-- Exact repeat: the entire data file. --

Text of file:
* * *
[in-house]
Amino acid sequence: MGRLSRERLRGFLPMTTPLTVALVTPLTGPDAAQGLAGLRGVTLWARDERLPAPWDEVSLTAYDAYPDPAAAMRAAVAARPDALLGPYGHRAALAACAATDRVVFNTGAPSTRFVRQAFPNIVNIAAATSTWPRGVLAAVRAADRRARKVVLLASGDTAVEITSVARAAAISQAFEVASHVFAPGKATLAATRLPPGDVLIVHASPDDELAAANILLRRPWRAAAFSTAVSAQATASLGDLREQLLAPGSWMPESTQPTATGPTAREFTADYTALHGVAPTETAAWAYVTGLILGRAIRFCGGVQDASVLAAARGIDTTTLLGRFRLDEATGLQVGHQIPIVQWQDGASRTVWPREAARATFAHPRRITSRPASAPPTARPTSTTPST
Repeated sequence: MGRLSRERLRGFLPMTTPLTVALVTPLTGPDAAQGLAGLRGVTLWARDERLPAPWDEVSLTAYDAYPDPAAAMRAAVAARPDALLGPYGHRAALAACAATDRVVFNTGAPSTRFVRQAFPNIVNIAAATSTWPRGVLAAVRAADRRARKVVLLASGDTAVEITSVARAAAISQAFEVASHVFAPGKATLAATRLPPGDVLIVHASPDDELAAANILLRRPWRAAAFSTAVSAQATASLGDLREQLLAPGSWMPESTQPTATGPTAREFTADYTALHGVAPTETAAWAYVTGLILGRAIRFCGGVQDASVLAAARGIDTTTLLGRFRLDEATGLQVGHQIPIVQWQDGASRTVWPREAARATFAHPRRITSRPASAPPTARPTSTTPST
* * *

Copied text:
[in-house]
Amino acid sequence: MGRLSRERLRGFLPMTTPLTVALVTPLTGPDAAQGLAGLRGVTLWARDERLPAPWDEVSLTAYDAYPDPAAAMRAAVAARPDALLGPYGHRAALAACAATDRVVFNTGAPSTRFVRQAFPNIVNIAAATSTWPRGVLAAVRAADRRARKVVLLASGDTAVEITSVARAAAISQAFEVASHVFAPGKATLAATRLPPGDVLIVHASPDDELAAANILLRRPWRAAAFSTAVSAQATASLGDLREQLLAPGSWMPESTQPTATGPTAREFTADYTALHGVAPTETAAWAYVTGLILGRAIRFCGGVQDASVLAAARGIDTTTLLGRFRLDEATGLQVGHQIPIVQWQDGASRTVWPREAARATFAHPRRITSRPASAPPTARPTSTTPST
Repeated sequence: MGRLSRERLRGFLPMTTPLTVALVTPLTGPDAAQGLAGLRGVTLWARDERLPAPWDEVSLTAYDAYPDPAAAMRAAVAARPDALLGPYGHRAALAACAATDRVVFNTGAPSTRFVRQAFPNIVNIAAATSTWPRGVLAAVRAADRRARKVVLLASGDTAVEITSVARAAAISQAFEVASHVFAPGKATLAATRLPPGDVLIVHASPDDELAAANILLRRPWRAAAFSTAVSAQATASLGDLREQLLAPGSWMPESTQPTATGPTAREFTADYTALHGVAPTETAAWAYVTGLILGRAIRFCGGVQDASVLAAARGIDTTTLLGRFRLDEATGLQVGHQIPIVQWQDGASRTVWPREAARATFAHPRRITSRPASAPPTARPTSTTPST